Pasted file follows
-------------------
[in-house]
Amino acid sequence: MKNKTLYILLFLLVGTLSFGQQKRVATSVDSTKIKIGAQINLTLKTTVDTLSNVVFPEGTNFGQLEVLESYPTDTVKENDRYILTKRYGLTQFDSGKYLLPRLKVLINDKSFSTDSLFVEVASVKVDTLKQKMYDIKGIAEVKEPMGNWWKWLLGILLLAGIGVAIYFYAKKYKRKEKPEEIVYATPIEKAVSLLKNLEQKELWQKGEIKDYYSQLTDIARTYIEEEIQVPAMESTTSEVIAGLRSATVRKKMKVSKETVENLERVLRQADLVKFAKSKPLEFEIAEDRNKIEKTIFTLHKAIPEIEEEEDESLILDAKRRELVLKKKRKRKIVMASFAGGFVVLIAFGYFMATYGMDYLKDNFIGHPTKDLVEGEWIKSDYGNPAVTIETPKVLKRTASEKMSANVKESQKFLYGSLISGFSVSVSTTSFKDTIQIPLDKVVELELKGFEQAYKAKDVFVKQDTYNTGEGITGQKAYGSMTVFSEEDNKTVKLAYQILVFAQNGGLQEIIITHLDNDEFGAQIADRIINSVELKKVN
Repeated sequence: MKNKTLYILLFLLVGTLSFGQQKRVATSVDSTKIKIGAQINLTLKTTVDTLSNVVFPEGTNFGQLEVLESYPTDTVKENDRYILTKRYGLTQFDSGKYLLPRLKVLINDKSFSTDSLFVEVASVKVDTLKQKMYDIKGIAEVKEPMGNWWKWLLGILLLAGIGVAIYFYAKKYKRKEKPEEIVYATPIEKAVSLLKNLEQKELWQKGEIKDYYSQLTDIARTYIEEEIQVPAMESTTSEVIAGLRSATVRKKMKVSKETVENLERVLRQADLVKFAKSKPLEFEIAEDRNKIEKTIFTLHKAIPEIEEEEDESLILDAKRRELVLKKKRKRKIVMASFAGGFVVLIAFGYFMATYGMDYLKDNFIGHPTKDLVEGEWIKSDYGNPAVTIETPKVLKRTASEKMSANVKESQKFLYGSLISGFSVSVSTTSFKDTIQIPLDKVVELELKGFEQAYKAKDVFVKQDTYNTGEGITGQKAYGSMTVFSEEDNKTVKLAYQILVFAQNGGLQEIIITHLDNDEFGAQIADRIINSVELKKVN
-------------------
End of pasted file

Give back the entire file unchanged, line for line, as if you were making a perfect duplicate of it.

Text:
[in-house]
Amino acid sequence: MKNKTLYILLFLLVGTLSFGQQKRVATSVDSTKIKIGAQINLTLKTTVDTLSNVVFPEGTNFGQLEVLESYPTDTVKENDRYILTKRYGLTQFDSGKYLLPRLKVLINDKSFSTDSLFVEVASVKVDTLKQKMYDIKGIAEVKEPMGNWWKWLLGILLLAGIGVAIYFYAKKYKRKEKPEEIVYATPIEKAVSLLKNLEQKELWQKGEIKDYYSQLTDIARTYIEEEIQVPAMESTTSEVIAGLRSATVRKKMKVSKETVENLERVLRQADLVKFAKSKPLEFEIAEDRNKIEKTIFTLHKAIPEIEEEEDESLILDAKRRELVLKKKRKRKIVMASFAGGFVVLIAFGYFMATYGMDYLKDNFIGHPTKDLVEGEWIKSDYGNPAVTIETPKVLKRTASEKMSANVKESQKFLYGSLISGFSVSVSTTSFKDTIQIPLDKVVELELKGFEQAYKAKDVFVKQDTYNTGEGITGQKAYGSMTVFSEEDNKTVKLAYQILVFAQNGGLQEIIITHLDNDEFGAQIADRIINSVELKKVN
Repeated sequence: MKNKTLYILLFLLVGTLSFGQQKRVATSVDSTKIKIGAQINLTLKTTVDTLSNVVFPEGTNFGQLEVLESYPTDTVKENDRYILTKRYGLTQFDSGKYLLPRLKVLINDKSFSTDSLFVEVASVKVDTLKQKMYDIKGIAEVKEPMGNWWKWLLGILLLAGIGVAIYFYAKKYKRKEKPEEIVYATPIEKAVSLLKNLEQKELWQKGEIKDYYSQLTDIARTYIEEEIQVPAMESTTSEVIAGLRSATVRKKMKVSKETVENLERVLRQADLVKFAKSKPLEFEIAEDRNKIEKTIFTLHKAIPEIEEEEDESLILDAKRRELVLKKKRKRKIVMASFAGGFVVLIAFGYFMATYGMDYLKDNFIGHPTKDLVEGEWIKSDYGNPAVTIETPKVLKRTASEKMSANVKESQKFLYGSLISGFSVSVSTTSFKDTIQIPLDKVVELELKGFEQAYKAKDVFVKQDTYNTGEGITGQKAYGSMTVFSEEDNKTVKLAYQILVFAQNGGLQEIIITHLDNDEFGAQIADRIINSVELKKVN